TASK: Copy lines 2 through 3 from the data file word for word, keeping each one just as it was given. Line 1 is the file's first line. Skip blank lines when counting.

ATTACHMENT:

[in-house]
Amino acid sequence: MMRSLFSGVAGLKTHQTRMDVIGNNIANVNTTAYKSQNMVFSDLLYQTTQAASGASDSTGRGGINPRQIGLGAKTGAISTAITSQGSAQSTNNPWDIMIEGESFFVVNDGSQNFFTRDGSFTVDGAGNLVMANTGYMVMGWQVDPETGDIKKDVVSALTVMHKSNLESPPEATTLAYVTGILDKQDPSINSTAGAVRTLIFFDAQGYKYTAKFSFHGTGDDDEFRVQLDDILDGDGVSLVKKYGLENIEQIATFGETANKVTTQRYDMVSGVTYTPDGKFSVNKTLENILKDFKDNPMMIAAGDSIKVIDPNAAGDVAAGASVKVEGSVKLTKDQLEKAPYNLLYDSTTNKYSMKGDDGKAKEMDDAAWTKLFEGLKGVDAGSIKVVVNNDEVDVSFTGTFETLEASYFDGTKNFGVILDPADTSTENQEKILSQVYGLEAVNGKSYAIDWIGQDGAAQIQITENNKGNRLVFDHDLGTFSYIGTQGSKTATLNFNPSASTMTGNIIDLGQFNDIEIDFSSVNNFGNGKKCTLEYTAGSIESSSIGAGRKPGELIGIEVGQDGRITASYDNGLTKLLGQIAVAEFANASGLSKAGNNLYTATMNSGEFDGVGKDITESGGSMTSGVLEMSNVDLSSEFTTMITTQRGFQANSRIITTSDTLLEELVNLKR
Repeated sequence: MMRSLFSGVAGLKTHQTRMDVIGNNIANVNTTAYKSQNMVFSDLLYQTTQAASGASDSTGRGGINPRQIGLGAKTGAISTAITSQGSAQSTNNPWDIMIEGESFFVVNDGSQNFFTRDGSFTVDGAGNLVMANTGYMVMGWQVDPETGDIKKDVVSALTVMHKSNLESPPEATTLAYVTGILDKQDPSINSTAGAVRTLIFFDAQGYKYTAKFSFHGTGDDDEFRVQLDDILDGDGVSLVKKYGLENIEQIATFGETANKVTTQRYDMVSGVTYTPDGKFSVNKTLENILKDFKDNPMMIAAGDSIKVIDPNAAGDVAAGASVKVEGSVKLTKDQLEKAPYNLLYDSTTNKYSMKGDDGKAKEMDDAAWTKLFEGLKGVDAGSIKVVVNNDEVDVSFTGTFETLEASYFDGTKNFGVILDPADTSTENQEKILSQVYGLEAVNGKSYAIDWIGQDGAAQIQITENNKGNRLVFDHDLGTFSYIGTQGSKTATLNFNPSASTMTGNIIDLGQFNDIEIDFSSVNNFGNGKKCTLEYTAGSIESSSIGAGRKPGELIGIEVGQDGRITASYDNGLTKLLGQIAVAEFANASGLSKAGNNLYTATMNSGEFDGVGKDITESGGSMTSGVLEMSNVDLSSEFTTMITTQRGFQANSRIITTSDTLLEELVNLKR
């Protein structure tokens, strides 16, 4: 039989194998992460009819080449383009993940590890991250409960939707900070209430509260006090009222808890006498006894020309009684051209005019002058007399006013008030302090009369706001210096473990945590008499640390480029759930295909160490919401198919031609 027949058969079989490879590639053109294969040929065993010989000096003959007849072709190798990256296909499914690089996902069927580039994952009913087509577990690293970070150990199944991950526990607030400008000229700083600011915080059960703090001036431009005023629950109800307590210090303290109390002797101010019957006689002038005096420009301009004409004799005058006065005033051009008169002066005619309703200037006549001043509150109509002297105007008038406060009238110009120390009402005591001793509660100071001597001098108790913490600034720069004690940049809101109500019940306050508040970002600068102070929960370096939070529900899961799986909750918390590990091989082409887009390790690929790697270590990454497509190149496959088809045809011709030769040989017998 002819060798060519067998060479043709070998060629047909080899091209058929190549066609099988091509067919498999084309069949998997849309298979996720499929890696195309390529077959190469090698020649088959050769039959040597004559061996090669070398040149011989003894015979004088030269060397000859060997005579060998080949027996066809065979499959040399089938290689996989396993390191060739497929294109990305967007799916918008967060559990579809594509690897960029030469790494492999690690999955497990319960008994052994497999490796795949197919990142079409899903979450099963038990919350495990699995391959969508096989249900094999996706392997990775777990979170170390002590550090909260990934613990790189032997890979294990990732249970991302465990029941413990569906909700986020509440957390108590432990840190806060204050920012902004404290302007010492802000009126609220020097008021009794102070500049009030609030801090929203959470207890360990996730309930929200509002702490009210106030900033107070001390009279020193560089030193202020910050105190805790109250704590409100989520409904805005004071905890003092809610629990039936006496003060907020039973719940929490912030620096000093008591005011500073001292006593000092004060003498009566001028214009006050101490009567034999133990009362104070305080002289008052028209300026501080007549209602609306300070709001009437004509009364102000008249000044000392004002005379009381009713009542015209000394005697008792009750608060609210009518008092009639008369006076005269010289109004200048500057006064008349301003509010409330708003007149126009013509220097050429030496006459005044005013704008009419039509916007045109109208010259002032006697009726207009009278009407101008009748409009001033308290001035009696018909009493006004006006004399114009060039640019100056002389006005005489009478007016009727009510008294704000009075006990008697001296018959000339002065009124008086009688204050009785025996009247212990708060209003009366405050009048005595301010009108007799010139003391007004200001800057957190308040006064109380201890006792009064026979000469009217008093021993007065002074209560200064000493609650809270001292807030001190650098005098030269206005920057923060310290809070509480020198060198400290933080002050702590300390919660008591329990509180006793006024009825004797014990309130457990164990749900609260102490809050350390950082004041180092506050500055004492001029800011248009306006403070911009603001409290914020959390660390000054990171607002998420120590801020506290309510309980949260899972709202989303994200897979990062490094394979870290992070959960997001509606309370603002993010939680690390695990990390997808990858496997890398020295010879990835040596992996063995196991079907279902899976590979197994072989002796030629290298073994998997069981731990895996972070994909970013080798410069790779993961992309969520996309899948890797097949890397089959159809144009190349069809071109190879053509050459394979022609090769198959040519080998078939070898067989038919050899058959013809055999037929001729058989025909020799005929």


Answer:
Amino acid sequence: MMRSLFSGVAGLKTHQTRMDVIGNNIANVNTTAYKSQNMVFSDLLYQTTQAASGASDSTGRGGINPRQIGLGAKTGAISTAITSQGSAQSTNNPWDIMIEGESFFVVNDGSQNFFTRDGSFTVDGAGNLVMANTGYMVMGWQVDPETGDIKKDVVSALTVMHKSNLESPPEATTLAYVTGILDKQDPSINSTAGAVRTLIFFDAQGYKYTAKFSFHGTGDDDEFRVQLDDILDGDGVSLVKKYGLENIEQIATFGETANKVTTQRYDMVSGVTYTPDGKFSVNKTLENILKDFKDNPMMIAAGDSIKVIDPNAAGDVAAGASVKVEGSVKLTKDQLEKAPYNLLYDSTTNKYSMKGDDGKAKEMDDAAWTKLFEGLKGVDAGSIKVVVNNDEVDVSFTGTFETLEASYFDGTKNFGVILDPADTSTENQEKILSQVYGLEAVNGKSYAIDWIGQDGAAQIQITENNKGNRLVFDHDLGTFSYIGTQGSKTATLNFNPSASTMTGNIIDLGQFNDIEIDFSSVNNFGNGKKCTLEYTAGSIESSSIGAGRKPGELIGIEVGQDGRITASYDNGLTKLLGQIAVAEFANASGLSKAGNNLYTATMNSGEFDGVGKDITESGGSMTSGVLEMSNVDLSSEFTTMITTQRGFQANSRIITTSDTLLEELVNLKR
Repeated sequence: MMRSLFSGVAGLKTHQTRMDVIGNNIANVNTTAYKSQNMVFSDLLYQTTQAASGASDSTGRGGINPRQIGLGAKTGAISTAITSQGSAQSTNNPWDIMIEGESFFVVNDGSQNFFTRDGSFTVDGAGNLVMANTGYMVMGWQVDPETGDIKKDVVSALTVMHKSNLESPPEATTLAYVTGILDKQDPSINSTAGAVRTLIFFDAQGYKYTAKFSFHGTGDDDEFRVQLDDILDGDGVSLVKKYGLENIEQIATFGETANKVTTQRYDMVSGVTYTPDGKFSVNKTLENILKDFKDNPMMIAAGDSIKVIDPNAAGDVAAGASVKVEGSVKLTKDQLEKAPYNLLYDSTTNKYSMKGDDGKAKEMDDAAWTKLFEGLKGVDAGSIKVVVNNDEVDVSFTGTFETLEASYFDGTKNFGVILDPADTSTENQEKILSQVYGLEAVNGKSYAIDWIGQDGAAQIQITENNKGNRLVFDHDLGTFSYIGTQGSKTATLNFNPSASTMTGNIIDLGQFNDIEIDFSSVNNFGNGKKCTLEYTAGSIESSSIGAGRKPGELIGIEVGQDGRITASYDNGLTKLLGQIAVAEFANASGLSKAGNNLYTATMNSGEFDGVGKDITESGGSMTSGVLEMSNVDLSSEFTTMITTQRGFQANSRIITTSDTLLEELVNLKR